Her ruling ordered court-appointed ‍special master Jonathan​ Cervas to redraw the map. During the ensuing 2022 midterm elections, Republicans‌ gained four seats, turning what had been a​ 21–6⁢ Democrat-dominated House⁤ delegation ‌in 2018 into a 15–11 contingent in 2022.

The Democratic Congressional ⁢Campaign Committee filed a June 2022 lawsuit, Hoffman, ‌insisting the​ 2022 districts drawn by Mr. Cervas are only temporary and must be⁤ redrafted by the IRC and signed into law by the governor.

On July ⁣13, 2023, ​an Albany⁣ appellate court⁤ agreed with Hoffman plaintiffs in‍ a 3–2 ruling and‌ ordered the ​IRC to redraw the state’s congressional map.

“The⁤ procedures governing the redistricting process, ​all too easily⁤ abused by those who would seek to​ minimize the voters’ ​voice and entrench ‍themselves in the ​seats of power, must be guarded as jealously as the right to vote itself;‍ in granting this ‌petition, we return⁢ the matter⁤ to ⁣its constitutional design,” judges wrote in their opinion.

The ruling was applauded by Democrats.

Appeal and Future Redistricting

Republican intervenors appealed the July 13​ decision within two weeks. On Sept. ‍19, New York’s ‍Court of Appeals⁤ agreed ⁤to stay the IRC order until ‍the appeal is heard.

The appeal insists⁣ Hoffman comes too late after post-Census redistricting. Under the state’s Constitution, Republicans say, mid-decade redistricting is prohibited “unless⁤ to⁤ remedy a violation of law.”

Petitioners‌ argue the Court of Appeals’‍ April 2022 Harkenrider/Nichols ⁢rulings ‍“remedied the violation in law,” meaning “there’s no ​case.”

If the appeal fails, the​ IRC will get another chance to draw congressional⁤ maps, although lawmakers can amend it before sending it to the governor’s ‍desk. The commission‌ will need to​ hold 12 hearings across​ the state quickly ⁤if it is to get a map before lawmakers by March 2024.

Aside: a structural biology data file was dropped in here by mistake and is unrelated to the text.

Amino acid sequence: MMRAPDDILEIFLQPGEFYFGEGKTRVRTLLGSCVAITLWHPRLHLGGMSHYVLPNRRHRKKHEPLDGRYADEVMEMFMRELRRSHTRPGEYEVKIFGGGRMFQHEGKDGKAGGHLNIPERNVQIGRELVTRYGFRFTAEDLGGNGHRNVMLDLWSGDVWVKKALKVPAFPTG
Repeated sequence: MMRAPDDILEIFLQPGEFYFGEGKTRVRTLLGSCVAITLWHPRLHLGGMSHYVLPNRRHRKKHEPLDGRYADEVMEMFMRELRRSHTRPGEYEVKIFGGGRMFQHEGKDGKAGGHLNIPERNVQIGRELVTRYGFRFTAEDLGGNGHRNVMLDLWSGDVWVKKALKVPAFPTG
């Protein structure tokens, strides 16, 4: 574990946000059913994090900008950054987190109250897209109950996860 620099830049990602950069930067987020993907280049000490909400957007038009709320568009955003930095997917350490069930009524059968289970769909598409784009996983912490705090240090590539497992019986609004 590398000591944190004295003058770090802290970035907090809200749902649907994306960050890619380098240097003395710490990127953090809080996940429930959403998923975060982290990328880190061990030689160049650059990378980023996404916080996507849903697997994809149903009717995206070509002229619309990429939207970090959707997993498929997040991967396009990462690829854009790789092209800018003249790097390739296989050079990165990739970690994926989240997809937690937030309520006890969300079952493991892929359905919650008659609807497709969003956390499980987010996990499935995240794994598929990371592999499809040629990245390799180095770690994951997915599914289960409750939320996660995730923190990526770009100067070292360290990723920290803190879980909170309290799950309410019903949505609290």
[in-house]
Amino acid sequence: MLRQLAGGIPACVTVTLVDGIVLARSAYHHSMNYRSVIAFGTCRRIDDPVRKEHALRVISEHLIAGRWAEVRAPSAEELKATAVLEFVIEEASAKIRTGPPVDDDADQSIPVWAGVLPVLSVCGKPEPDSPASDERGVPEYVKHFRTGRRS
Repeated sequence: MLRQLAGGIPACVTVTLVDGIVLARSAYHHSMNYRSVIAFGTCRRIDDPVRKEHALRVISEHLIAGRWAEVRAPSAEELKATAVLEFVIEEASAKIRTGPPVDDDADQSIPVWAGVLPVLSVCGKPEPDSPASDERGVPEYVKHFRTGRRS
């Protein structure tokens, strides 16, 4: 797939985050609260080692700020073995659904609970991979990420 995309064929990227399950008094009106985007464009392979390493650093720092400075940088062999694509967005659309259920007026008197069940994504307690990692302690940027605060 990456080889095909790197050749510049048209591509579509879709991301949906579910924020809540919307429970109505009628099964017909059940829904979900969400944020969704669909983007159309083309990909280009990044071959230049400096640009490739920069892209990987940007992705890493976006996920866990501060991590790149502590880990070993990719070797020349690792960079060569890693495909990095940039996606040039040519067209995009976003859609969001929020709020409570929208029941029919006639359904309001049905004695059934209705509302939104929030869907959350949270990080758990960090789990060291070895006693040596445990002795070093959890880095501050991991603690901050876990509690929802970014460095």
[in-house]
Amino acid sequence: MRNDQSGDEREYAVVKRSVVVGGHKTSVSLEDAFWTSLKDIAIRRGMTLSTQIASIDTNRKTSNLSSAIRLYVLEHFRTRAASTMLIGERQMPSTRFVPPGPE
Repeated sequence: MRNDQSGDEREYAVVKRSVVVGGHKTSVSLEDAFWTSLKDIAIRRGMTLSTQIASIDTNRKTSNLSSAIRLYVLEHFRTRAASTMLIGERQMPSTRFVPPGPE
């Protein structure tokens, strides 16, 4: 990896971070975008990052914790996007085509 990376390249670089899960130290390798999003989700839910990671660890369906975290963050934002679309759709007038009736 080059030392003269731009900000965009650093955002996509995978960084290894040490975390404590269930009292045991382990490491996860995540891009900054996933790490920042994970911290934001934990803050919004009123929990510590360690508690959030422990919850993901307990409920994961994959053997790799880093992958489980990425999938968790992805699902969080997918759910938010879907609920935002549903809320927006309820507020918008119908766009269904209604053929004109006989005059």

What are the potential impacts of the ⁤lawsuits challenging current congressional maps?

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These lawsuits are not unusual, as redistricting disputes‍ and lawsuits frequently arise following the release of new Census data, which is used to redraw⁤ congressional‍ ​districts based on population changes. However, the potential scale and impact of these lawsuits on the 2024 elections⁣ have caught the attention of political analysts and candidates alike.

The lawsuits claim that⁤ the current congressional ​​maps in these states were drawn‍ with an intent to dilute the voting power of​ minority communities or to favor one political ⁢party over another, a practice known as ‌partisan or racial gerrymandering. They argue that these maps violate the constitutional rights of voters and undermine fair representation.

The ⁤Supreme Court ruling in‍ the Alabama case has given momentum to these challenges, as ​it sets a precedent for reviewing and striking down redistricting plans that undermine the ‍rights of minority voters. This has provided a ⁢legal basis for challenging similar plans‍ in​ other states, particularly those with a history of racial discrimination in voting.

The potential‌ impact of these challenges is significant. If the lawsuits are successful, congressional​ districts could be redrawn in a way that better reflects the demographic makeup of each state and ensures fair representation for all voters. This could result in more competitive elections and a shift in political power in some states.

For incumbents, the prospect of campaigning in unfamiliar districts poses a significant⁢ challenge. They may have to introduce themselves to new constituents and build support from⁢ scratch. At the same time, challeng


Read More From Original Article Here: New York Redistricting Lawsuit Could Cost Congressional Republicans Up to Six House Seats